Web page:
The respondent relied on the cases of OLANIYAN V UNIVERSITY OF LAGOS 1985 2 NWLR Pt 9 pg 599, TDC V AJIJOLA 1976 2 SC pg 115 UNION BANK LTD V EDET 1993 4 NWLR Pt 287 pg 288 NWOBOSI V ACE LTD 1995 6 NWLR Pt 416 pg 404 ACE PLC V NBISIKE 1995 8 NWLR Pt 416 pg 725 ACE PLC v NWODIKA 1996 4 NWLR Pt 443 Pg 470.

Where a contract of service is wrongfully terminated – the plaintiff will be entitled to damages for the wrongful termination of his employment, he is only entitled to the salary and other entitlements he would have earned over  the period of notice AKINFOSILE v MOBIL 1969 NCLR pg 253 INTERNATIONAL DRILLING CO. NIG LTD v AJIJALA 1976 2 SC 115 WNDC V ABIMBOLA 1966 1 All NLR pg 159, NIGERIA PRODUCE MARKETING BOARD V ADEWUNMI 1972 1 All NLR pg 870 Part 2 TAIWO V KINGSWAY STORES 1950 19 NLR 172 OLATUNBOSUN v NISER 1988 3 NWLR Pt 80 pg 25 KADUNA ILES LTD V UMAR 1994 1 NWLR Pt 319 pg 143 at 154
Where an employee complained that his employment has been wrongfully terminated he has the onus –
a) to place before the court the terms of the contract of employment and
b) To prove in what manner the said terms were breached by the employer.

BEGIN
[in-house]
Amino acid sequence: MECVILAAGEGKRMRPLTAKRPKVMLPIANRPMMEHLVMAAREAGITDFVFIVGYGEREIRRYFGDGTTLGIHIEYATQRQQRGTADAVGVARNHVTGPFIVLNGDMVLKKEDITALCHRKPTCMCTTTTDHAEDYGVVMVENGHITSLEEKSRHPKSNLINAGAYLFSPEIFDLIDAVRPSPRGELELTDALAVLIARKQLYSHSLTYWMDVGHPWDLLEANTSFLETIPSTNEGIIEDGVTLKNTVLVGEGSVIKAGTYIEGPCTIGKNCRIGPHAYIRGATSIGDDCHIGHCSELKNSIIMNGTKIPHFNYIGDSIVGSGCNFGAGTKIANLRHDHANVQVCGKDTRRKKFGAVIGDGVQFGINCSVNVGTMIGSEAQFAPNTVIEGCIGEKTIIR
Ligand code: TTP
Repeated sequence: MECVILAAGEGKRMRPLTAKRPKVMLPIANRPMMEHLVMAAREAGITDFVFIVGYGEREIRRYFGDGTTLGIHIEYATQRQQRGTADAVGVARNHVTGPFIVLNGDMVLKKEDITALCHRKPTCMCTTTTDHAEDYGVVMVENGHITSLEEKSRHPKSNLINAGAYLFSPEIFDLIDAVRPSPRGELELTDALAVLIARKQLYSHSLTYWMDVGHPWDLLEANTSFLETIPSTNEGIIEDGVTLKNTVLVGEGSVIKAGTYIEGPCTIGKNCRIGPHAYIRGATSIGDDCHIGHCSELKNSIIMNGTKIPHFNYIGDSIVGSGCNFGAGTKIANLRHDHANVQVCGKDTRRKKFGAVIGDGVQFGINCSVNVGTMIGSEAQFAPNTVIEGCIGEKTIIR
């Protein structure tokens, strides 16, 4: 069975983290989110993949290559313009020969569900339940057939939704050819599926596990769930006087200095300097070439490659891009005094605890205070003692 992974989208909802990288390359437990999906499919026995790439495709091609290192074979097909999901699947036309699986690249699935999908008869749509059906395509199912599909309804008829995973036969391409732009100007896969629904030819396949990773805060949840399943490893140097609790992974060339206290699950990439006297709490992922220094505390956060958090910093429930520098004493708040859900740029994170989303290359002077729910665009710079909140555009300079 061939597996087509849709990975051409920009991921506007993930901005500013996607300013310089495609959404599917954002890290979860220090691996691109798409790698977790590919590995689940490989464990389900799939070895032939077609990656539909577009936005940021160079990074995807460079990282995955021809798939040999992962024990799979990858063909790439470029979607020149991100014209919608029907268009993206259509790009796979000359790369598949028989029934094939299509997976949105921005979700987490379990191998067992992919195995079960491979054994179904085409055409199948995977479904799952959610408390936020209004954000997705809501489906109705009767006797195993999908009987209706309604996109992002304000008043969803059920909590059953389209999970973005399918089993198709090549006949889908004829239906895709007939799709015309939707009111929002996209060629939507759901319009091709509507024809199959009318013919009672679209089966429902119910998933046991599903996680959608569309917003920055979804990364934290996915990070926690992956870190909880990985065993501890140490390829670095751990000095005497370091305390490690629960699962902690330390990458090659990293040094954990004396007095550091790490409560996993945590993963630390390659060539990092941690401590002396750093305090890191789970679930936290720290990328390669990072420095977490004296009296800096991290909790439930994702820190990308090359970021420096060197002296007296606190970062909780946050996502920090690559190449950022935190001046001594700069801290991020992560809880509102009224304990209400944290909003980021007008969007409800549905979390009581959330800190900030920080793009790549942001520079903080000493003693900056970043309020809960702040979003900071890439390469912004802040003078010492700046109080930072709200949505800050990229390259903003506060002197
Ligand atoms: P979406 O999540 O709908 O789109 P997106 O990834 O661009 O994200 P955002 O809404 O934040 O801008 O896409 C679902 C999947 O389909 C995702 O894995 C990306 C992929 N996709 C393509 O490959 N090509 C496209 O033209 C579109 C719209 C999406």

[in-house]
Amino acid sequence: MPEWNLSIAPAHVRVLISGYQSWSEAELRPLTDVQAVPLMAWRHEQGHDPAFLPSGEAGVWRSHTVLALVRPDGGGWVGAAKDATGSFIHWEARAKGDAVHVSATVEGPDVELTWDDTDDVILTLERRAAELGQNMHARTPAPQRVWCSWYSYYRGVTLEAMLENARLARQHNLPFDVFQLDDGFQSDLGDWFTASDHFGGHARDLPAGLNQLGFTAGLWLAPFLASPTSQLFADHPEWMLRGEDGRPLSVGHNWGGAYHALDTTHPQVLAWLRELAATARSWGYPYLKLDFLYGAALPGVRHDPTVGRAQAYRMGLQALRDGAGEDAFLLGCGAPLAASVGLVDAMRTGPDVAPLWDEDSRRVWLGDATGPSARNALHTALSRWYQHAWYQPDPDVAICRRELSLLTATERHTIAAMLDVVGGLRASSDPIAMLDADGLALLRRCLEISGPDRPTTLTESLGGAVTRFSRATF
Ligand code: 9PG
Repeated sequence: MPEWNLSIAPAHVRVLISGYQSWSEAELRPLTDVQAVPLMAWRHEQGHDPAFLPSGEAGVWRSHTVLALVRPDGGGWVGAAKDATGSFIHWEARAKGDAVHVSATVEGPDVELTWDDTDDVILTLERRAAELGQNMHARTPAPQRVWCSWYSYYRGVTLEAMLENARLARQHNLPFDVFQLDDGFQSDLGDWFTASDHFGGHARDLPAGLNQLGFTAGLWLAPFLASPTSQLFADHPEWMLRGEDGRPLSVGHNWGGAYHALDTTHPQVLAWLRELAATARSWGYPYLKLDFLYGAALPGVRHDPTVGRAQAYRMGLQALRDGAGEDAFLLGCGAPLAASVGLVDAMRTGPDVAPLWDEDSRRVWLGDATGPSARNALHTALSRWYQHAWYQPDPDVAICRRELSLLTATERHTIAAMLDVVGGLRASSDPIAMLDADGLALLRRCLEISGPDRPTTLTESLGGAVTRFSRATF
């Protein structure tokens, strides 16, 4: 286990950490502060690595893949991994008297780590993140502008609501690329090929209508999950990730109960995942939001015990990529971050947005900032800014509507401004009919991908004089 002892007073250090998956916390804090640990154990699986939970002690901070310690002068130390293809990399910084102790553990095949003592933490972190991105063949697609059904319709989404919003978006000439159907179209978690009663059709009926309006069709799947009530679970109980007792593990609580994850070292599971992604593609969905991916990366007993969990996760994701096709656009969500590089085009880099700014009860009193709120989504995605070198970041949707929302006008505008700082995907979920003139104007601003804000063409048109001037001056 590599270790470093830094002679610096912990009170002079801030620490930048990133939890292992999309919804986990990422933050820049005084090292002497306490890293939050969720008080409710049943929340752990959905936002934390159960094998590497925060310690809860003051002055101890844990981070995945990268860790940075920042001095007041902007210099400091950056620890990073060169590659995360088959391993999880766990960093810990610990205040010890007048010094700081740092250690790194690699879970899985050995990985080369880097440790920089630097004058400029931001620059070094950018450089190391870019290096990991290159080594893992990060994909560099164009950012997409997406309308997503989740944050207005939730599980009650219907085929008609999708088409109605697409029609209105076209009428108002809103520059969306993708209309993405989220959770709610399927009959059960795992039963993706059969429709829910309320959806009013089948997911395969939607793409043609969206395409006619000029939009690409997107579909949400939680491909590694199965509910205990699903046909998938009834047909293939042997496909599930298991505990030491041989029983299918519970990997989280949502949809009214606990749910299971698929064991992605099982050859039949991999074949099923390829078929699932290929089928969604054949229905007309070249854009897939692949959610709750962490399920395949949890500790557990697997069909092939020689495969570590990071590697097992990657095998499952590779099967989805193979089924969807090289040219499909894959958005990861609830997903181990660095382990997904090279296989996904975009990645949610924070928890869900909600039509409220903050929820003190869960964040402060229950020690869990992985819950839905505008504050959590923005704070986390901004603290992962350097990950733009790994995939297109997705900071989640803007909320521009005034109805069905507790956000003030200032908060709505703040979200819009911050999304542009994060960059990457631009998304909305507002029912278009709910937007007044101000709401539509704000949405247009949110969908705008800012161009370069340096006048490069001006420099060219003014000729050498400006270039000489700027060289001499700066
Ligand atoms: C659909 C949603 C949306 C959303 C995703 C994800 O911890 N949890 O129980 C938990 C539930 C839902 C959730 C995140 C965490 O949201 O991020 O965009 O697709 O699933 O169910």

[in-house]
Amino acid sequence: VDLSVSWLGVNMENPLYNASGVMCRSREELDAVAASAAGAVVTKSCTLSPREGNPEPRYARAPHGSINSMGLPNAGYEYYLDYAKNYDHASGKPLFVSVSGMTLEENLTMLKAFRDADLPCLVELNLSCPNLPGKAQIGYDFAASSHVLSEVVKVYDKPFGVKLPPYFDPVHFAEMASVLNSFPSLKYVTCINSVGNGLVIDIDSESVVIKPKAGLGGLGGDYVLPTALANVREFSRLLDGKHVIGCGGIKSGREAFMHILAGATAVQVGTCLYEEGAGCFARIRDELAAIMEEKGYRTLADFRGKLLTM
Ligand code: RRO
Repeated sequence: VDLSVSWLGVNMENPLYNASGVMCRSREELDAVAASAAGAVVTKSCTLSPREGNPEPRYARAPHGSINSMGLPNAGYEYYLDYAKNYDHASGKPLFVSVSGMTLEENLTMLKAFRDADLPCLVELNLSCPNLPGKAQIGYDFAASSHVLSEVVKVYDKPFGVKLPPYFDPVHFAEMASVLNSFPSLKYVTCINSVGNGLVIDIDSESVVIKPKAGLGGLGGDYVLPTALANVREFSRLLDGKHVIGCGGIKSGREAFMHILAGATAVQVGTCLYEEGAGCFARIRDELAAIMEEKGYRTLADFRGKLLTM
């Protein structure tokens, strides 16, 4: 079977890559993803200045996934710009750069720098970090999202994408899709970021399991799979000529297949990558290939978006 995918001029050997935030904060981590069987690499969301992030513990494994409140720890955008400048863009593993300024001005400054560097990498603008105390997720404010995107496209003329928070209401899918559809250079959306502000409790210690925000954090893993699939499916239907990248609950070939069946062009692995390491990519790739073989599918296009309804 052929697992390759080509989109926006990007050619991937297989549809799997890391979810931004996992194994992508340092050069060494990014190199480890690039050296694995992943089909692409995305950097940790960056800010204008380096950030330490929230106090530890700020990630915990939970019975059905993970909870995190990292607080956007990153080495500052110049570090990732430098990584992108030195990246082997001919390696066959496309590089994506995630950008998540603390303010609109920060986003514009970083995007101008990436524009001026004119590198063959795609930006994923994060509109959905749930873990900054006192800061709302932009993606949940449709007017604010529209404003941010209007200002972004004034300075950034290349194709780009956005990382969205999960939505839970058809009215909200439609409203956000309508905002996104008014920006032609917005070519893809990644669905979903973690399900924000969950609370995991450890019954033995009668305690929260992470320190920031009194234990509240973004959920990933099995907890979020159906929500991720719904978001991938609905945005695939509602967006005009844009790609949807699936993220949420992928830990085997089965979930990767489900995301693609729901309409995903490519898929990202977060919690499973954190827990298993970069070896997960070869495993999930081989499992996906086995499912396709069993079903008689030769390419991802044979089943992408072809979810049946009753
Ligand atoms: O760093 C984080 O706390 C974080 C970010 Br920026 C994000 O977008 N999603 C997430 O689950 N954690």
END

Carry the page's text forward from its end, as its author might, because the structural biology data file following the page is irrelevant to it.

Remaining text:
In an ordinary contract of employment where the terms provide for a length of notice before termination or salary in lieu of notice thereof the only remedy an employee who is wrongfully terminated can get is that sum that will be equivalent to the length of notice as salary in lieu of notice and any other legitimate entitlements due to him at the time the employment was brought to an end. Exhibit B page 9(f) is to be read with Exhibit A, and paragraph 28(f) of Exhibit B refers to termination. The grouse of the appellant is that the learned trial judge misinterpreted the provisions of Exhibit A – his letter of appointment and Exhibit B paragraph 28(f) as regards termination of his appointment. The respondent should have given the appellant three months notice only and not three months pay in lieu of notice which is only applicable when the appellant’s appointment is terminated for disciplinary reasons.